Buzzfeed’s Ben Smith Warns Liberals Not To Fall For ‘Delusional’ Tales About Trump And Russia
Buzzfeed’s editor in chief warned journalists to double check the facts when reporting salacious claims about President Donald Trump’s alleged ties to Russia, noting Wednesday the whole narrative appears to be “veering out of control.”
“Trump’s critics last year were horrified at the rise of ‘fake news’ and the specter of a politics shaped by alternative facts, predominantly on the right,” Ben Smith writes. “They need to be careful now not to succumb to the same delusional temptations as their political adversaries, and not to sink into a filter bubble which, after all, draws its strength not from conservative or progressive politics but from human nature.”
Scam artists have taken note of a growing market for information that might undermine or topple Trump’s presidency, and have begun cashing in on the desperation of unwitting activists, Buzzfeed reports. One Israeli man paid an Italian con artist $9,000 for documents purporting to show ExxonMobil secretly bribed Trump to nominate Rex Tillerson as his secretary of state. The Israeli eagerly sent the documents to Democratic operatives and journalists, but they were found to be forgeries.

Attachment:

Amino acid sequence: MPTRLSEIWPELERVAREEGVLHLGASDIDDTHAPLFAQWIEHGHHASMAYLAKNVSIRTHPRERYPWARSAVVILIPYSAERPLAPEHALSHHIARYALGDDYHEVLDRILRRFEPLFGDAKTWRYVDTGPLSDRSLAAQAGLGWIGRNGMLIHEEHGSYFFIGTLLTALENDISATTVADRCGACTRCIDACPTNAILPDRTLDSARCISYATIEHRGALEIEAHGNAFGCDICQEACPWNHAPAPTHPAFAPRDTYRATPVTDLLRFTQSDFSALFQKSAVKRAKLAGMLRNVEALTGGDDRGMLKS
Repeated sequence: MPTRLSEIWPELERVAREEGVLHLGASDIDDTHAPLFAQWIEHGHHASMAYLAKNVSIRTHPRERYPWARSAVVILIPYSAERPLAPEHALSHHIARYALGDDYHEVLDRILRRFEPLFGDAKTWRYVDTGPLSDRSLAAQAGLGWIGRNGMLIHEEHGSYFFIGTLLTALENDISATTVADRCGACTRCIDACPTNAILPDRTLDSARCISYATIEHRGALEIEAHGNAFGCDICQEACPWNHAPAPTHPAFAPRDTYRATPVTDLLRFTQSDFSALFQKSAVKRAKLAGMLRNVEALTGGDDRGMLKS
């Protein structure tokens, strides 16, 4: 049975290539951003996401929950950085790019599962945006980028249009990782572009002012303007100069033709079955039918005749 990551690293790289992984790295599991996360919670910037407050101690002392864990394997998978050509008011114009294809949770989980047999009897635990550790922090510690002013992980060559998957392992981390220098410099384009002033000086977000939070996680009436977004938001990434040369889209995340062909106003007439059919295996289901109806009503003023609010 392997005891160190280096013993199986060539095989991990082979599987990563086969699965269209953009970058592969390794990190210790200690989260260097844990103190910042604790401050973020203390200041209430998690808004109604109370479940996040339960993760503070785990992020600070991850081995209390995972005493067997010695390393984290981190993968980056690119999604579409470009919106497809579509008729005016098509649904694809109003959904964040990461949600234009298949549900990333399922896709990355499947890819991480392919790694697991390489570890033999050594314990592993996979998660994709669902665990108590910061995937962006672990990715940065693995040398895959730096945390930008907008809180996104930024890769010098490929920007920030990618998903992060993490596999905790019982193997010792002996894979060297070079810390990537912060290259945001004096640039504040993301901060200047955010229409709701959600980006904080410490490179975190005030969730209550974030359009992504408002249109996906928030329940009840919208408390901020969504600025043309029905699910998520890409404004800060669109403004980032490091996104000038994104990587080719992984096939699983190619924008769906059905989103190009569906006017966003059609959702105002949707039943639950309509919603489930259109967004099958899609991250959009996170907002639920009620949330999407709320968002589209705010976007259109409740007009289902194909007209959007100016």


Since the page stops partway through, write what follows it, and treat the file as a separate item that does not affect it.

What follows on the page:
Without downplaying the significance of the fact that Russia attempted to influence the outcome of the presidential election, or the possibility of as yet uncovered leads on Trump’s alleged Russian ties, Smith urges reporters not to get carried away by sensational claims. He also notes that some of the smartest observers of the story, who are by no means shills for Trump, have publicly warned against getting too worked up about what often amount to unsubstantiated rumors or suspicions.
“And those of us covering the story and the stew of real information, fantasy, and — now — forgery around it need to continue to report and think clearly about what we know and what we don’t,” Smith adds, “and to resist the sugar high that comes with telling people exactly what they want to hear.”
Buzzfeed was the first outlet to publish a dossier of salacious — and totally unsubstantiated — allegations against Trump regarding Russia. Although other outlets such as The New York Times made it clear they would never publish what amounts to rumors, Smith defended the decision on the grounds the readers should be able to view the document that was being reported on and decide for themselves what to make of it.
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